How Long Should I Hold A Stretch?

Almost everybody knows the importance of stretching. Unfortunately, few people know how to do it properly.  Specifically, how long should you hold a stretch for?  The answer is that it depends on why you’re stretching. Here are two stretching rules to keep in mind.

Rule One – Stretching Before A Workout

It’s highly recommended to give your body a warmup before engaging in strenuous activity of any sort.  In this case, you’re limbering up your muscles, not trying to improve long-term flexibility.  Given that, relatively short stretches are superior.  Don’t hold any given stretch position for more than twenty seconds.  That’s enough to bring your muscles to attention without overdoing it.

Rule Two – Stretching To Improve Flexibility

The other common reason people do stretching exercises is in a bid to improve their flexibility over the long term.  Here, short duration stretches don’t really offer you much in the way of a benefit.  Ideally, for this purpose, you’ll want to hold your stretch for as long as a minute or two. Although if that’s impractical, try to maintain the stretch position for at least thirty seconds. Done consistently and over a period of time, this will vastly improve your body’s flexibility.

The bottom line then, is that you need to tailor the stretching you’re doing to the task at hand.  There’s not a one size fits all solution and engaging in the wrong type of stretching will either not see you gain much benefit in the best case. In the worst case, it could significantly hamper your performance and increase your risk of injury.

Whatever type of stretching you engage in, it’s always important to be mindful of your body and the signals it’s sending you.  A bit of discomfort while stretching is to be expected.  If that turns to outright pain, ease off.

Are Your Muscles Just Sore Or Is It Something Serious?

After a good workout, your muscles hurt.  Usually, that means you’re doing it right, but sometimes it can be a sign that something has gone wrong.  The question is, how do you differentiate between general soreness (which is both common and a good thing after a workout) and actual pain?

This article will help make that clear.

In order to improve your body, you have to push its limits.  When you do that, muscle soreness is one of the short-term results.  Fortunately, this mild burning sensation passes within a day or two and can be alleviated via things as simple as resting, stretching before and after your workout, and then more activity.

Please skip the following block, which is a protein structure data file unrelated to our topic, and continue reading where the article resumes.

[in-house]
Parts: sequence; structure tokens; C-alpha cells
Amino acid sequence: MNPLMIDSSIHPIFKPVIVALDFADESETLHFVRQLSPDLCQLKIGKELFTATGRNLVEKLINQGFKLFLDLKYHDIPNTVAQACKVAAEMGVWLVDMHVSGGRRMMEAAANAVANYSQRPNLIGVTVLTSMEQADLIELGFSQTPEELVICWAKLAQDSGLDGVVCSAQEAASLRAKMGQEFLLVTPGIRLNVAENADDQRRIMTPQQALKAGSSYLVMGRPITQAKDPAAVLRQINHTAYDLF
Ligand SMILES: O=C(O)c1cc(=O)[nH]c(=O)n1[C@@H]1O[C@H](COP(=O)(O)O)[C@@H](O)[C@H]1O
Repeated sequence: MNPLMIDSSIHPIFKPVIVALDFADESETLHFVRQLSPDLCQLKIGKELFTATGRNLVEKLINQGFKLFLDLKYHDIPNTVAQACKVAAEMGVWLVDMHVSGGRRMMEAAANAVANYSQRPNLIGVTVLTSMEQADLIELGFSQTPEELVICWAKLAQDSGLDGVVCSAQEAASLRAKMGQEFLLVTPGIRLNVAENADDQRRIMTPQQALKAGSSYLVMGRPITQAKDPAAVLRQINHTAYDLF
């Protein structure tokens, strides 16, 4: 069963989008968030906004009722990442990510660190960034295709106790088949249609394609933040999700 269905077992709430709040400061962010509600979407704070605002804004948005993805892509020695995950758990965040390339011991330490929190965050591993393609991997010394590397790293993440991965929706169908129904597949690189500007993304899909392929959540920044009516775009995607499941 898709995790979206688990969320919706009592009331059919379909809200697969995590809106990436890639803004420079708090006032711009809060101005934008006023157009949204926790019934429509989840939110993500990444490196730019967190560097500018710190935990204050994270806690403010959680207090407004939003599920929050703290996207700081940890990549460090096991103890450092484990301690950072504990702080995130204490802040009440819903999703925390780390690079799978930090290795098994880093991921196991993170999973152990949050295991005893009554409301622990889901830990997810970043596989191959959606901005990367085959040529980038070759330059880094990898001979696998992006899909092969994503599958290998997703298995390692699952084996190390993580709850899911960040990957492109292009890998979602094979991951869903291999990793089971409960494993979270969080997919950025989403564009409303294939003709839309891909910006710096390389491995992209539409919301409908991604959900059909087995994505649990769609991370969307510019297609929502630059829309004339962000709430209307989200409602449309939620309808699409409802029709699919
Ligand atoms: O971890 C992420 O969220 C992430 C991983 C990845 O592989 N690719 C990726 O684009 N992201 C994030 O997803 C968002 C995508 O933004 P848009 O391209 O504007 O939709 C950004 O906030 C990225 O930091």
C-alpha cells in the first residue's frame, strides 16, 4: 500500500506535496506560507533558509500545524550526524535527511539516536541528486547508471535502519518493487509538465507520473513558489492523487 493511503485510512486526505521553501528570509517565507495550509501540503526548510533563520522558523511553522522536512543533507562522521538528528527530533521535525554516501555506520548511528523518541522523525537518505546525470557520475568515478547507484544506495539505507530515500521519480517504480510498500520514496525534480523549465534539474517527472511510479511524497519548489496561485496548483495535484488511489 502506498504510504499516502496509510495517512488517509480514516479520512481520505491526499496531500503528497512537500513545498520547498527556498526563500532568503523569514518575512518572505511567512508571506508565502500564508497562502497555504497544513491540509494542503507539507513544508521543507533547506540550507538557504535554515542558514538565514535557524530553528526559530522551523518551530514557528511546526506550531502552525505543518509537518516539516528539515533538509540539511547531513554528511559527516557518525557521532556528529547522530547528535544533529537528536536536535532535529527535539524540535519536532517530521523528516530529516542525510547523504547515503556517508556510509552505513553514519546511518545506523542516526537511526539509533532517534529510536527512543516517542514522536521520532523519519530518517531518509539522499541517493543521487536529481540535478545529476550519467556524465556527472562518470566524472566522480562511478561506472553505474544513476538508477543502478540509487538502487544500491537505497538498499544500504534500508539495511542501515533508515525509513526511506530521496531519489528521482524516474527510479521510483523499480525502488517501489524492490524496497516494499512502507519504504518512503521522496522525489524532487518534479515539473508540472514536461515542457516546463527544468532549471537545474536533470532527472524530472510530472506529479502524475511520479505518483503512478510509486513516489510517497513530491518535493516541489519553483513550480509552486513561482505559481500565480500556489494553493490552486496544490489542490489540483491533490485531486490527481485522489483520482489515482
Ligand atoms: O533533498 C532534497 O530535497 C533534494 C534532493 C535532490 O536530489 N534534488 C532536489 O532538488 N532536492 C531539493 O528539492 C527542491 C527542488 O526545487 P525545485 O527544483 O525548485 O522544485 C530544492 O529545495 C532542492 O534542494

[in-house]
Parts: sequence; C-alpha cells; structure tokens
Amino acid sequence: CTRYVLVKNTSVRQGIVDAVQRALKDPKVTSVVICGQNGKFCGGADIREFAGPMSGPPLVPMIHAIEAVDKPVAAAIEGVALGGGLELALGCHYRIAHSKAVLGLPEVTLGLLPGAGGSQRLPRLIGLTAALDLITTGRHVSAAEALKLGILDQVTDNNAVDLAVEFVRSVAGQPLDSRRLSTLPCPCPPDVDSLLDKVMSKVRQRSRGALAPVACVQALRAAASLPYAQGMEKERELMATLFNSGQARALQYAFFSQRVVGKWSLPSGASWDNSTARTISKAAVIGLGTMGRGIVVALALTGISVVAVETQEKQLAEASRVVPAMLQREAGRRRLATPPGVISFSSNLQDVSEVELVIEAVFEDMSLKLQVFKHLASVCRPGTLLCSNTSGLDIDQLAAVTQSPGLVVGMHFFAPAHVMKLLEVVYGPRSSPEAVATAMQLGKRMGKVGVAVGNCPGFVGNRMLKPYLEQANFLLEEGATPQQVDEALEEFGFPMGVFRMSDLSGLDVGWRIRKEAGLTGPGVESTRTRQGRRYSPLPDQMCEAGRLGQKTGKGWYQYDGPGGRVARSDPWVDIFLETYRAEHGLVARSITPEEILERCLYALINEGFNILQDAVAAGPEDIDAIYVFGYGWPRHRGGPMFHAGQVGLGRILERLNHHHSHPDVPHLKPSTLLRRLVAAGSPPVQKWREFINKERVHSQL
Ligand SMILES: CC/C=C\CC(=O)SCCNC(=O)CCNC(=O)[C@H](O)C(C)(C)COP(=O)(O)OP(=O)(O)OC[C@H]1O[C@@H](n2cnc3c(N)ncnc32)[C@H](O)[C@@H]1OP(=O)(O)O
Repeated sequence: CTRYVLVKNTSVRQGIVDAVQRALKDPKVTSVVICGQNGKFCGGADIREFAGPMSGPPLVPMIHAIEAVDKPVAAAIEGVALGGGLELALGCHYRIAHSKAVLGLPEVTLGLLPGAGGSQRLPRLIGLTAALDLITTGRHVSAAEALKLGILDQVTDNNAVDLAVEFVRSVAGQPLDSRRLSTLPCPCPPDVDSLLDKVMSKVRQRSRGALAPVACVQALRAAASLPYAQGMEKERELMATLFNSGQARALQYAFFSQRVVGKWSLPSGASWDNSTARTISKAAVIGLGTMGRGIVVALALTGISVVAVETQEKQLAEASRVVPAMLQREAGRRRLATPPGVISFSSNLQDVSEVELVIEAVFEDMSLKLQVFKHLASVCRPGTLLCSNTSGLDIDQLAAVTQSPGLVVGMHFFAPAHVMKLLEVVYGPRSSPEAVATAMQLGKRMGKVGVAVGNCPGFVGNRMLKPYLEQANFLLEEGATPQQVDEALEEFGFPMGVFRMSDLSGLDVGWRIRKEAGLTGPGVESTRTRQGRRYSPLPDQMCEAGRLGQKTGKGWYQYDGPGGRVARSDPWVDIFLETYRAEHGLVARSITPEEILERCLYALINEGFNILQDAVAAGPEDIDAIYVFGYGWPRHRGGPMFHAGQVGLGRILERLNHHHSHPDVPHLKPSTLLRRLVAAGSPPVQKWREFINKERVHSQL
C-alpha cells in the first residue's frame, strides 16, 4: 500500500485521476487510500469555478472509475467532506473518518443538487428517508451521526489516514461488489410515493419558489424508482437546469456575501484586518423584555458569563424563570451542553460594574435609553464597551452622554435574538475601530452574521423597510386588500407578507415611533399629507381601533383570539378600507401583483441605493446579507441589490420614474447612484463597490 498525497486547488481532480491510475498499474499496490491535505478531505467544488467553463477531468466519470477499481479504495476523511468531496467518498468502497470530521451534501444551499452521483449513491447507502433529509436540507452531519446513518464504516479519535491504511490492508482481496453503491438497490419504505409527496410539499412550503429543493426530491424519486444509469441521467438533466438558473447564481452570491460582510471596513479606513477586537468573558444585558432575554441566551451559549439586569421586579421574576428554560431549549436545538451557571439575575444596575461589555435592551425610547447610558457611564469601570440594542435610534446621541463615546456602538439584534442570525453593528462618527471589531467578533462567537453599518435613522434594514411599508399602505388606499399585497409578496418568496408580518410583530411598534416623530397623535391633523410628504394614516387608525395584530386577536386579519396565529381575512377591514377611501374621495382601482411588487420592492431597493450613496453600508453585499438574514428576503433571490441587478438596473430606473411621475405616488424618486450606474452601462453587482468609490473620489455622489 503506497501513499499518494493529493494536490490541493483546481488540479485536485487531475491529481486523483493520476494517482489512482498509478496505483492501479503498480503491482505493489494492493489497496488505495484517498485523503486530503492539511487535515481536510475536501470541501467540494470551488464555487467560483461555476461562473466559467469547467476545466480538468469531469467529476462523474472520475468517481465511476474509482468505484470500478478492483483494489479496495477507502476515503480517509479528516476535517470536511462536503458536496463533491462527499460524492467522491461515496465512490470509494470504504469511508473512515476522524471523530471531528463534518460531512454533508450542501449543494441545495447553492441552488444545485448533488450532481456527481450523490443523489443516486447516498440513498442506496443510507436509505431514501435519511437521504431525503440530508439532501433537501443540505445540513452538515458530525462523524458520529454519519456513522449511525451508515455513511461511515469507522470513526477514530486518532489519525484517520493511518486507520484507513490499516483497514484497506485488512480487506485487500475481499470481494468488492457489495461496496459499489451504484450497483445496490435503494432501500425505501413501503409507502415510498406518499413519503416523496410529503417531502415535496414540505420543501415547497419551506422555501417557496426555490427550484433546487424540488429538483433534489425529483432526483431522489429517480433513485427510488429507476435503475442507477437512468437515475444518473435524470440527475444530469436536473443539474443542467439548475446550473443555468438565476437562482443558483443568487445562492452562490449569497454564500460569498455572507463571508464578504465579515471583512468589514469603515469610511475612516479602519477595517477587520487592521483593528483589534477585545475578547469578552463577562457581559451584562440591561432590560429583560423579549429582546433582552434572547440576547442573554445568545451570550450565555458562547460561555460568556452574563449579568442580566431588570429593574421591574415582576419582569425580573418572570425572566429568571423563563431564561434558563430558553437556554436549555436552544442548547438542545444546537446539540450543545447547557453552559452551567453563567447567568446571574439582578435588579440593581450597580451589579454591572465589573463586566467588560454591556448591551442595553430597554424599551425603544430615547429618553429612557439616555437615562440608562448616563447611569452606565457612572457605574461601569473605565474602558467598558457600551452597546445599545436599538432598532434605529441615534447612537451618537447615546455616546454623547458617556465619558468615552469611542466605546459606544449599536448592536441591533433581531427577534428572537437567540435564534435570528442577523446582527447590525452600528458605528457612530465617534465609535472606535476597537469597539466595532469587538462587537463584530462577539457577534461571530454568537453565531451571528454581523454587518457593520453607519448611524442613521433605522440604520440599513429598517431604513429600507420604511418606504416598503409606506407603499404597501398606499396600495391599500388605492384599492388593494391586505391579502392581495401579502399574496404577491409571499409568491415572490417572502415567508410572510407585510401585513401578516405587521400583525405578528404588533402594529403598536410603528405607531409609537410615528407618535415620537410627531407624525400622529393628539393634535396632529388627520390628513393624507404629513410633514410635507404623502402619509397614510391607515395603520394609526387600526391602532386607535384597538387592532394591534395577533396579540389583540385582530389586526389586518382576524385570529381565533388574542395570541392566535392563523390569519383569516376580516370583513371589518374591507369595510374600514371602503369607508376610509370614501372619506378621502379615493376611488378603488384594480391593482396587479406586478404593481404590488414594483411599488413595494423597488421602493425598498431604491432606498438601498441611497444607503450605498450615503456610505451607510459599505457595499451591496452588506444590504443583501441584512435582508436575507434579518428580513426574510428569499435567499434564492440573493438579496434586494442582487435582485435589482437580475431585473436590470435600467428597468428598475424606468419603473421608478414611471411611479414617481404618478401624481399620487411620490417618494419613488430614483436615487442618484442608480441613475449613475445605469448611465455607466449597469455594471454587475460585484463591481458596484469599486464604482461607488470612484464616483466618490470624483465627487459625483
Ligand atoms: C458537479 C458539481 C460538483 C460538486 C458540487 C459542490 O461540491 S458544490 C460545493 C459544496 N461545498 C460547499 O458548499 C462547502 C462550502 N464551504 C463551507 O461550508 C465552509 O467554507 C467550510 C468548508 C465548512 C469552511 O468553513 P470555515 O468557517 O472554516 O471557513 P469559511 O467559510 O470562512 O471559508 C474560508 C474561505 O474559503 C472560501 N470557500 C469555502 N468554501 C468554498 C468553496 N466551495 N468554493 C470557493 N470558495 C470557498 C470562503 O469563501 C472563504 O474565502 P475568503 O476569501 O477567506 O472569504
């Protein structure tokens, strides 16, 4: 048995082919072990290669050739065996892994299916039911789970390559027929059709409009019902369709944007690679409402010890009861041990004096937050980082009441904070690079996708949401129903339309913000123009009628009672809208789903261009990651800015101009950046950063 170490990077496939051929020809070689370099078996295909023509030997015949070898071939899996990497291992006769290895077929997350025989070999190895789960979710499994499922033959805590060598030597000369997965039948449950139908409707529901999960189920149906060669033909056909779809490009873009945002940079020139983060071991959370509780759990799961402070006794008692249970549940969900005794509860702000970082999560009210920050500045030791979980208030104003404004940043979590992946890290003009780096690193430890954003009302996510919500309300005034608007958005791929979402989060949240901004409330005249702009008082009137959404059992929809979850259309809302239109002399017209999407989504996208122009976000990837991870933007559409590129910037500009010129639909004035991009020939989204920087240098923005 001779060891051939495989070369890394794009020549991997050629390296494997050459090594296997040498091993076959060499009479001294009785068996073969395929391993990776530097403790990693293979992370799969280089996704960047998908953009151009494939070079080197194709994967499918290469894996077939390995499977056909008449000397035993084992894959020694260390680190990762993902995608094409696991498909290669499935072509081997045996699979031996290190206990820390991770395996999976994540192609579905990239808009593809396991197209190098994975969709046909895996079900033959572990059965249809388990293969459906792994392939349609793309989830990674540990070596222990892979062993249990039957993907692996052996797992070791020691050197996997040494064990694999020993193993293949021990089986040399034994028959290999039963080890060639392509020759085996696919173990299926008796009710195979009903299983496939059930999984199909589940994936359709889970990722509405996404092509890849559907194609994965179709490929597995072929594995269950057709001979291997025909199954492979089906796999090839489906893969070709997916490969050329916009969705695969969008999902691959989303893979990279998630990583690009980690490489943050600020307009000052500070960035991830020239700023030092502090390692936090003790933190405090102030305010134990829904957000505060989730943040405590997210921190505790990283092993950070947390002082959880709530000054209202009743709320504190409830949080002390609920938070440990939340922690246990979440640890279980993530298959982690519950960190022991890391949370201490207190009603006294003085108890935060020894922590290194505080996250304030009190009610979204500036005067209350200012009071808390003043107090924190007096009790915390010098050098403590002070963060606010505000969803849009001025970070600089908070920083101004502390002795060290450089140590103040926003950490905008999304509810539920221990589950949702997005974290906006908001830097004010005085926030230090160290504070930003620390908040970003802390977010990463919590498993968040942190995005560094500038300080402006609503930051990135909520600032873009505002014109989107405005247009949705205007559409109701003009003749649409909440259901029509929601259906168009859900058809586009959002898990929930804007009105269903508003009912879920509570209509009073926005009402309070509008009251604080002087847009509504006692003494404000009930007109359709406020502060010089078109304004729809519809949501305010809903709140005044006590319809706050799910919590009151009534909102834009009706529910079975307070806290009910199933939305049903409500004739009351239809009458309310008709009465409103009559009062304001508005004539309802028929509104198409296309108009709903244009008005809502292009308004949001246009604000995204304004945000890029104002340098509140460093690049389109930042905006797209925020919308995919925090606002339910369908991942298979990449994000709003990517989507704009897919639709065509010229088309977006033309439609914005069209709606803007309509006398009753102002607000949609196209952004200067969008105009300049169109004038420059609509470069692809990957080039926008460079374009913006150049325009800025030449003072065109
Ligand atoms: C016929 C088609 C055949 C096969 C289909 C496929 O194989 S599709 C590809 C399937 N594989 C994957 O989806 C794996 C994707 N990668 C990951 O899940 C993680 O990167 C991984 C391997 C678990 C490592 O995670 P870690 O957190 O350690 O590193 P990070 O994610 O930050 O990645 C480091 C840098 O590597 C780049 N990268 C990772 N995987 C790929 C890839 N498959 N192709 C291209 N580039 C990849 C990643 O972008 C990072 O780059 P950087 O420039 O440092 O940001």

The more you work your body, the more efficient it gets and the further back your soreness threshold moves.

Unfortunately, if you overdo it, you’ll find yourself experiencing more than simple soreness.  Pain tends to run deeper.  While soreness is confined to your muscles themselves, pain seeps into your joints too.  While soreness will subside with additional activity, such activity will only make pain worse.

Further, soreness tends to be relatively short lived.  In two or three days, even after a strenuous workout, the soreness subsides.  Pain won’t.  It won’t go away until whatever underlying issue is causing the pain has been addressed.

If you give it enough time, those underlying issues will usually (but not always) go away on their own.  Even so, most people lack the time or patience for that.  If you’re experiencing an unpleasant sensation and you’re not sure whether it’s simple soreness or serious pain, and if it hasn’t subsided in a couple days, play it safe.  Pay a visit to your doctor or your chiropractor and get it checked out.  It’s always better to err on the side of caution.

Should You Exercise Through Knee Pain?

There are several myths and misconceptions about exercising and knee pain. Some people say you should avoid any type of exercise at all if your knees are hurting. Others recommend a “walk it off” approach, suggesting you work through the pain.  Which of the two approaches is correct, though?